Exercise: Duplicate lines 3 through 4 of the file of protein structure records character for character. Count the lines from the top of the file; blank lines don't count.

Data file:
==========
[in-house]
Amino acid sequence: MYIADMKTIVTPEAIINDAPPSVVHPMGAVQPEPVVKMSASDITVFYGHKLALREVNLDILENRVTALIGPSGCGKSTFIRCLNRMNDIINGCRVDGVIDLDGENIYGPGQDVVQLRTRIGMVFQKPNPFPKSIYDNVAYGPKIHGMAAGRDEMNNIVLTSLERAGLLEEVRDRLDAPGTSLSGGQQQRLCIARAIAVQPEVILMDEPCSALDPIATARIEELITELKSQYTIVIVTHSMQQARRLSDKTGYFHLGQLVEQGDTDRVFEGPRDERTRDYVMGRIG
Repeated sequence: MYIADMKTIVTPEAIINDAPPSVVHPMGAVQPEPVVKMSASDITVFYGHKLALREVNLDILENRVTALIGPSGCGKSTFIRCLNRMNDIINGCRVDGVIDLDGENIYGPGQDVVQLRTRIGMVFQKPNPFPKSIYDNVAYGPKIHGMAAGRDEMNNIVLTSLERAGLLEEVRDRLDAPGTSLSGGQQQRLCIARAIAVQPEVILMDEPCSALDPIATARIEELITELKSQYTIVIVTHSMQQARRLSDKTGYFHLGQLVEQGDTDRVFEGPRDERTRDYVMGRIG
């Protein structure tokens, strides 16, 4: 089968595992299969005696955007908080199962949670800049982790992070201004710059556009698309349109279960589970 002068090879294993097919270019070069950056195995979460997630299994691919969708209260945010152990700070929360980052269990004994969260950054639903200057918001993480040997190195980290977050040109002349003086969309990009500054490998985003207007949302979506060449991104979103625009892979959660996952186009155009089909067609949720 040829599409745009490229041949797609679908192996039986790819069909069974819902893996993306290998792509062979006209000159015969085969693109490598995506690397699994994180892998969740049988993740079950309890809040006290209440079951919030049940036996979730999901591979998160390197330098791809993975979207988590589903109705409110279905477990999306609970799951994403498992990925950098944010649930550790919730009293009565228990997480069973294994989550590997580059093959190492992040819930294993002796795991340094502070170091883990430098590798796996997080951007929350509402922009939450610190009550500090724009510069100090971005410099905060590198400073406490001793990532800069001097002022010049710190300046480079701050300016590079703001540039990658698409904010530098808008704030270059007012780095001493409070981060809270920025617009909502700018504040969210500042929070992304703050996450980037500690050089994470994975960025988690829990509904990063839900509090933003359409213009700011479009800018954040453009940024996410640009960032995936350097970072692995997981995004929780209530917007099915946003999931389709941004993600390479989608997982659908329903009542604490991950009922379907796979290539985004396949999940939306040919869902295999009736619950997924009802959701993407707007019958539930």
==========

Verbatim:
Repeated sequence: MYIADMKTIVTPEAIINDAPPSVVHPMGAVQPEPVVKMSASDITVFYGHKLALREVNLDILENRVTALIGPSGCGKSTFIRCLNRMNDIINGCRVDGVIDLDGENIYGPGQDVVQLRTRIGMVFQKPNPFPKSIYDNVAYGPKIHGMAAGRDEMNNIVLTSLERAGLLEEVRDRLDAPGTSLSGGQQQRLCIARAIAVQPEVILMDEPCSALDPIATARIEELITELKSQYTIVIVTHSMQQARRLSDKTGYFHLGQLVEQGDTDRVFEGPRDERTRDYVMGRIG
């Protein structure tokens, strides 16, 4: 089968595992299969005696955007908080199962949670800049982790992070201004710059556009698309349109279960589970 002068090879294993097919270019070069950056195995979460997630299994691919969708209260945010152990700070929360980052269990004994969260950054639903200057918001993480040997190195980290977050040109002349003086969309990009500054490998985003207007949302979506060449991104979103625009892979959660996952186009155009089909067609949720 040829599409745009490229041949797609679908192996039986790819069909069974819902893996993306290998792509062979006209000159015969085969693109490598995506690397699994994180892998969740049988993740079950309890809040006290209440079951919030049940036996979730999901591979998160390197330098791809993975979207988590589903109705409110279905477990999306609970799951994403498992990925950098944010649930550790919730009293009565228990997480069973294994989550590997580059093959190492992040819930294993002796795991340094502070170091883990430098590798796996997080951007929350509402922009939450610190009550500090724009510069100090971005410099905060590198400073406490001793990532800069001097002022010049710190300046480079701050300016590079703001540039990658698409904010530098808008704030270059007012780095001493409070981060809270920025617009909502700018504040969210500042929070992304703050996450980037500690050089994470994975960025988690829990509904990063839900509090933003359409213009700011479009800018954040453009940024996410640009960032995936350097970072692995997981995004929780209530917007099915946003999931389709941004993600390479989608997982659908329903009542604490991950009922379907796979290539985004396949999940939306040919869902295999009736619950997924009802959701993407707007019958539930």